Modern production of laboratory animals

Published on February 11, 2015   48 min

Other Talks in the Series: Animal Models in Biomedical Research

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Welcome to this lecture on Modern Production Methodologies of Laboratory Animals. My name is Martin Fitzner Toft, and I have over 10 years of experience in large-scale commercial breeding of mice and rats.
Looking at breeding mice and rats, it should be fairly simple, as depicted here. So the short version is that you bring a male and female together, you turn off the light, and something happens. And all of a sudden, you have a lot of pups. But that's only the short version.
If we're looking at how laboratory animals are used, they are very complex machines actually, or equipment. So if we're looking at the researchers' needs in a more generic way, what are they looking for? They're looking for correction and exact results, reproducible results. They would like to have high sensitivity and specificity. It should be a documented technique, or methodology. And they want predictive results. And if you're looking at that-- and that's actually regardless of the species used-- those are highly influenced by microbial and genetic quality when using laboratory animals. So that's what I will spend some time on during this lecture. Naturally, with my background, it's highly focused on mine and rats, which are also the species most commonly used for research. But, many of the aspects that I mentioned here is also applicable to other laboratory species to varying degrees.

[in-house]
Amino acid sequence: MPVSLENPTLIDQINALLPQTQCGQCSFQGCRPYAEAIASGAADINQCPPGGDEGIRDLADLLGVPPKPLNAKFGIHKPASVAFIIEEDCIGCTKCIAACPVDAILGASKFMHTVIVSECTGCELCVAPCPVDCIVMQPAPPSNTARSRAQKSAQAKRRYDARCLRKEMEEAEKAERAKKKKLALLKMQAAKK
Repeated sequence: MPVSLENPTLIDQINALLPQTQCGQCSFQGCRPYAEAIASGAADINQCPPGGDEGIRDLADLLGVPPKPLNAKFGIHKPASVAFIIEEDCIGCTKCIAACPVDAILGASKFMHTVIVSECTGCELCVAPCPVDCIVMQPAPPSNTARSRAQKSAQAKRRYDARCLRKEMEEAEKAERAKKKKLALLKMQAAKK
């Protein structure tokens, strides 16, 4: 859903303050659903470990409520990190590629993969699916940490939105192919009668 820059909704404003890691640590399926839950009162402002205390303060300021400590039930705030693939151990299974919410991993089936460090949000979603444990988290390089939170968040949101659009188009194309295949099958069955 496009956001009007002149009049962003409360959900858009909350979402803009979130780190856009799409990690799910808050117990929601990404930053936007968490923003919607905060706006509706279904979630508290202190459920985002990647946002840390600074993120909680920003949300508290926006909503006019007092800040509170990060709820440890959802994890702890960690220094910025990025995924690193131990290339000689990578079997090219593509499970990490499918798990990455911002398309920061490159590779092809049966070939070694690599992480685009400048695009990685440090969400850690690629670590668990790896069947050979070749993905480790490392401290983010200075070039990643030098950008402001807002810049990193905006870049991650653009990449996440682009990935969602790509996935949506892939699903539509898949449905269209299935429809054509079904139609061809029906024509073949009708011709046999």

If we're starting with first looking at the microbial quality, this is just an example. This is mouse hepatitis virus, also known as MHV. It's coronavirus. And on the left, you see some histopathological changes as a result of MHV. But those are only the direct effects on the animals. If we're looking at other areas where mouse hepatitis virus might interfere with research, it is known that it severely effects the immune system, resulting in a chronic immunodepression. It also alters the hepatic enzyme activity, which naturally, if you're looking at pharmical metabolomics, you have a problem if the enzyme activity is not normal. You can see procoagulant activity, anemia, leukopenia, and thrombocytopenia. It also increases the susceptibility to other pathogens as a result of the chronic immunodepression. It even can cause a rejection of xenograft tumors. But it can actually also be a disease model. So it's very important that, when you're looking at microbial quality in the animals, that you know which agents are there and how they might affect your research.